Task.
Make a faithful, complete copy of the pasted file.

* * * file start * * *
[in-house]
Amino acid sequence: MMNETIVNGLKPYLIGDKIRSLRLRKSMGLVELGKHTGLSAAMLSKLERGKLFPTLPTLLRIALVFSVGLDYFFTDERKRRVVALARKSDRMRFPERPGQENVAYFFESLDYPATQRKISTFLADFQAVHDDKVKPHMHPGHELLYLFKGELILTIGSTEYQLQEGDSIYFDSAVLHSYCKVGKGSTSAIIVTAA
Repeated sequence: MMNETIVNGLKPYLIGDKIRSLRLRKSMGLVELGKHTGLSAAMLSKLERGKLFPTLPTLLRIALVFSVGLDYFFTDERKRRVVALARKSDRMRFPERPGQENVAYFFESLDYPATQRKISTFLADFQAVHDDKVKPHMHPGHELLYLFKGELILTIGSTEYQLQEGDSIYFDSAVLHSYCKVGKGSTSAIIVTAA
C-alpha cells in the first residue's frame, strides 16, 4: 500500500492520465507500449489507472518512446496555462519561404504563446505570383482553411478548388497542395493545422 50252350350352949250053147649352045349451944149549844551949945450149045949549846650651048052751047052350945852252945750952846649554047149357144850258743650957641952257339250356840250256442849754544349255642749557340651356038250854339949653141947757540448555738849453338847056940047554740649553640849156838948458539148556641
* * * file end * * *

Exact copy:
[in-house]
Amino acid sequence: MMNETIVNGLKPYLIGDKIRSLRLRKSMGLVELGKHTGLSAAMLSKLERGKLFPTLPTLLRIALVFSVGLDYFFTDERKRRVVALARKSDRMRFPERPGQENVAYFFESLDYPATQRKISTFLADFQAVHDDKVKPHMHPGHELLYLFKGELILTIGSTEYQLQEGDSIYFDSAVLHSYCKVGKGSTSAIIVTAA
Repeated sequence: MMNETIVNGLKPYLIGDKIRSLRLRKSMGLVELGKHTGLSAAMLSKLERGKLFPTLPTLLRIALVFSVGLDYFFTDERKRRVVALARKSDRMRFPERPGQENVAYFFESLDYPATQRKISTFLADFQAVHDDKVKPHMHPGHELLYLFKGELILTIGSTEYQLQEGDSIYFDSAVLHSYCKVGKGSTSAIIVTAA
C-alpha cells in the first residue's frame, strides 16, 4: 500500500492520465507500449489507472518512446496555462519561404504563446505570383482553411478548388497542395493545422 50252350350352949250053147649352045349451944149549844551949945450149045949549846650651048052751047052350945852252945750952846649554047149357144850258743650957641952257339250356840250256442849754544349255642749557340651356038250854339949653141947757540448555738849453338847056940047554740649553640849156838948458539148556641